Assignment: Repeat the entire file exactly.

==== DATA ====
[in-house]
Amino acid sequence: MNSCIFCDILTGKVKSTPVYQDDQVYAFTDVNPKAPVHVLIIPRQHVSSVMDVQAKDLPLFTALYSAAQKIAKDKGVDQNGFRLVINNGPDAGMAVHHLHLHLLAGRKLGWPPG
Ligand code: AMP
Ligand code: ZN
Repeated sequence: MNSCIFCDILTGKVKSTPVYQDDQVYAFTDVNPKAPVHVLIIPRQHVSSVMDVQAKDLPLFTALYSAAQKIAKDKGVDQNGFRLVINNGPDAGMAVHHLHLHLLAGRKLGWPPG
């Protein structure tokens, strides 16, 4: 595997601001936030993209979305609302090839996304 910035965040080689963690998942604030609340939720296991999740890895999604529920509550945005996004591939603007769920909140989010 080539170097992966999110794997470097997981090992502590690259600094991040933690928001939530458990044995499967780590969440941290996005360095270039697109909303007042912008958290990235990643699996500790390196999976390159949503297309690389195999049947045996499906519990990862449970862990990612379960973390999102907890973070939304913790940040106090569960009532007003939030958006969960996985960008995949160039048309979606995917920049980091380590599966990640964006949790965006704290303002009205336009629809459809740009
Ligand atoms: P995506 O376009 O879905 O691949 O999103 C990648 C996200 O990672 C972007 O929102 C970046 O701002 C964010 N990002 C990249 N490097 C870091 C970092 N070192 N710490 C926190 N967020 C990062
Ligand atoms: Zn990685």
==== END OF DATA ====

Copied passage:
[in-house]
Amino acid sequence: MNSCIFCDILTGKVKSTPVYQDDQVYAFTDVNPKAPVHVLIIPRQHVSSVMDVQAKDLPLFTALYSAAQKIAKDKGVDQNGFRLVINNGPDAGMAVHHLHLHLLAGRKLGWPPG
Ligand code: AMP
Ligand code: ZN
Repeated sequence: MNSCIFCDILTGKVKSTPVYQDDQVYAFTDVNPKAPVHVLIIPRQHVSSVMDVQAKDLPLFTALYSAAQKIAKDKGVDQNGFRLVINNGPDAGMAVHHLHLHLLAGRKLGWPPG
């Protein structure tokens, strides 16, 4: 595997601001936030993209979305609302090839996304 910035965040080689963690998942604030609340939720296991999740890895999604529920509550945005996004591939603007769920909140989010 080539170097992966999110794997470097997981090992502590690259600094991040933690928001939530458990044995499967780590969440941290996005360095270039697109909303007042912008958290990235990643699996500790390196999976390159949503297309690389195999049947045996499906519990990862449970862990990612379960973390999102907890973070939304913790940040106090569960009532007003939030958006969960996985960008995949160039048309979606995917920049980091380590599966990640964006949790965006704290303002009205336009629809459809740009
Ligand atoms: P995506 O376009 O879905 O691949 O999103 C990648 C996200 O990672 C972007 O929102 C970046 O701002 C964010 N990002 C990249 N490097 C870091 C970092 N070192 N710490 C926190 N967020 C990062
Ligand atoms: Zn990685």